Ello 'ello: Users flock to anti-ads social network

Rosie Baker
By Rosie Baker | 26 September 2014

Are advertisers facing an anti-advertising, anti-data backlash? Ello, the new social network that has sprung up in recent weeks is promising users an ad-free environment in an effort to appeal to consumers who are sick of their data being collected and being sold to at every opportunity.

It's a “protest movement” against the collection and use of data, according to Thomas Lyngsfeldt, director of digital at MEC, and while agencies aren't quaking just yet, they are watching the site with interest.

The site emerged in July as an invite-only netowrk, but has gained momentum this week. According to Canadian site CBC Ello is receiving 4,000 requests for access every hour. That's 96,000 a day. In a week that's more than 670,000 requests globally.

Ello is openly attacking established players, Twitter, Facebook, Tumblr, Google+ and Instagram, claiming social networks driven by data collection and advertising are “deceiving, coercing and manipulating” users.

Elsewhere it describes the “collecting and selling of personal information, reading of posts, and mapping of social connections for profit” by social networks as “unethical” adding that each new feature added by social networks is designed to gather more data about users or show more ads.

The social network states its “manifesto” on the  homepage: “Your social network is owned by advertisers. Every post you share, every friend you make and every link you follow is tracked, recorded and converted into data. Advertisers buy your data so they can show you more ads. You are the product that’s bought and sold.

“We believe there is a better way. We believe in audacity. We believe in beauty, simplicity and transparency. We believe that the people who make things and the people who use them should be in partnership. You are not a product.”

The site, which is currently in beta and accepting requests in small batches, invites all wannabe users to spread its manifesto, and asks people to submit whether they agree or disagree with its manifesto statement.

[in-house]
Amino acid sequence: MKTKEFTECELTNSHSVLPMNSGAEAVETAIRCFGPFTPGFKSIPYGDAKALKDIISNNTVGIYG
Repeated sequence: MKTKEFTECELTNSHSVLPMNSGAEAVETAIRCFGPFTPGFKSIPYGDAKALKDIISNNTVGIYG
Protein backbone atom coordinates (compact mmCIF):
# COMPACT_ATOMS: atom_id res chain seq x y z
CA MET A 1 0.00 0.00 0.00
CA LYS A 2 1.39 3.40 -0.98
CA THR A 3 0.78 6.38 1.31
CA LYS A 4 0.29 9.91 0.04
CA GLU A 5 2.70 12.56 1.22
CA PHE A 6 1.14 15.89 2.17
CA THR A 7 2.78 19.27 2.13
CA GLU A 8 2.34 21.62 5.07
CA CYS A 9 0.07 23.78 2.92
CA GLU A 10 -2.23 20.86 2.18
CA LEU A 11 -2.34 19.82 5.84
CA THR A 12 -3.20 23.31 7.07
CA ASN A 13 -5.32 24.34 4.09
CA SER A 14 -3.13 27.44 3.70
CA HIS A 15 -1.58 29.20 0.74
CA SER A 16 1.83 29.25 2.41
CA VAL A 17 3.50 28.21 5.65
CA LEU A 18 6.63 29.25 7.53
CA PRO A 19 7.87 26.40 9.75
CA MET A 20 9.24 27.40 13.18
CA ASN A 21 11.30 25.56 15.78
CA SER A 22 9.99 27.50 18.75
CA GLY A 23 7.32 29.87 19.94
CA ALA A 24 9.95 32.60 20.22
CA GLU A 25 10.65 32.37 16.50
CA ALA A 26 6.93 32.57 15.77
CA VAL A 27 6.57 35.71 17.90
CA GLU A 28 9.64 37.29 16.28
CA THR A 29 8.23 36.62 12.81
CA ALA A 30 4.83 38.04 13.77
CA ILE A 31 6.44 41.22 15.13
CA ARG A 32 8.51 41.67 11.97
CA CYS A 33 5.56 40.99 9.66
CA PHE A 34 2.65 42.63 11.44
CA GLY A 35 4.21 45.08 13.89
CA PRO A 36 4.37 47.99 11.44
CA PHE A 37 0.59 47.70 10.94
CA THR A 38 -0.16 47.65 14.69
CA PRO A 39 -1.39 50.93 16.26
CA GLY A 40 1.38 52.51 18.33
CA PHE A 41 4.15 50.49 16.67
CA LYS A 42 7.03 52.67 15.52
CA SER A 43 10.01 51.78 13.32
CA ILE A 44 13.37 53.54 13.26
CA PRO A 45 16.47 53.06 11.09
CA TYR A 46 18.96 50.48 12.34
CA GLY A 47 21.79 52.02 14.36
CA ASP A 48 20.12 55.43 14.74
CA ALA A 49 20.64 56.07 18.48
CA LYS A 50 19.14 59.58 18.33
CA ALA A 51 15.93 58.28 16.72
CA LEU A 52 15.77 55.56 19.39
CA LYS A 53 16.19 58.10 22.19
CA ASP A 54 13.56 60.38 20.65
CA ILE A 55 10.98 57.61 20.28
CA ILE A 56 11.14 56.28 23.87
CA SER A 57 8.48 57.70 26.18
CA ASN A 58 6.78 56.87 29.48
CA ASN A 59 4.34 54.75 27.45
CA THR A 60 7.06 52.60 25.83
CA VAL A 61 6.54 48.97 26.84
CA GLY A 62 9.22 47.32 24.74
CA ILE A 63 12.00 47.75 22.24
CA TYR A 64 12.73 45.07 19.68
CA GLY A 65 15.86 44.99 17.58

The site does collect data, although it allows users to opt out. It collects location, language, referring web site, and time spent visiting Ello through an anonymised version of Google analytics that strips out the IP address and renders user behaviour on Ello “useless to Google for advertising purposes … to the best of our knowledge."

Nicola Swankie, managing director of IPG Mediabrands' Society, said: “It's early days but it's one to watch. It's got all the makings, and a lot of people are totally over the increase in ads on Facebook and Twitter. It's becoming cool to buck the system and be underground.”

“If brands go into social networks with something that stinks of marketing, people will reject it. If they feel they are bombarded, they will switch off. It's a challenge for brands to be interesting,” she added.

Ello is going for the underground movement and the founders photo, she adds, which shows their faces covered with black and white smiley emoticons, “has something of the hacker movement” about it.

MEC's Lyngsfeldt, doesn't believe the network will be around in the next 18 months and that it isn't a threat to Twitter and Facebook. But, he says, interest in the site from consumers is a sign that there is a “general anti-advertising data privacy movement” and that, he reckons, is a threat to established social networks.

“Ello is a protest movement against advertising in the digital space and the use of data for advertising. There are an increasing amount of people who dislike established social media networks like Facebook and Twitter because of their use of data for advertising as their business model,” he said.

Revenue will be the deciding factor in whether Ello has legs and can move beyond it's manifesto and become a sustainable business. When it comes to building tools, hiring developers and growing the network – it all takes dollars. Without ad revenue, that has to come from somewhere. Ello, while a free-to-use service, is going for a “freemium” model and will ask users to pay for additional features it launches. There's no detail other than it will ask for “a very small amount”.

Lyngsfeldt added: “There are currently only two sustainable revenue streams available for social media platforms: Advertising or Subscription model. Ello would not be able to run a social media network with critical mass without having any revenue streams to cover the substantial server and maintenance costs.”

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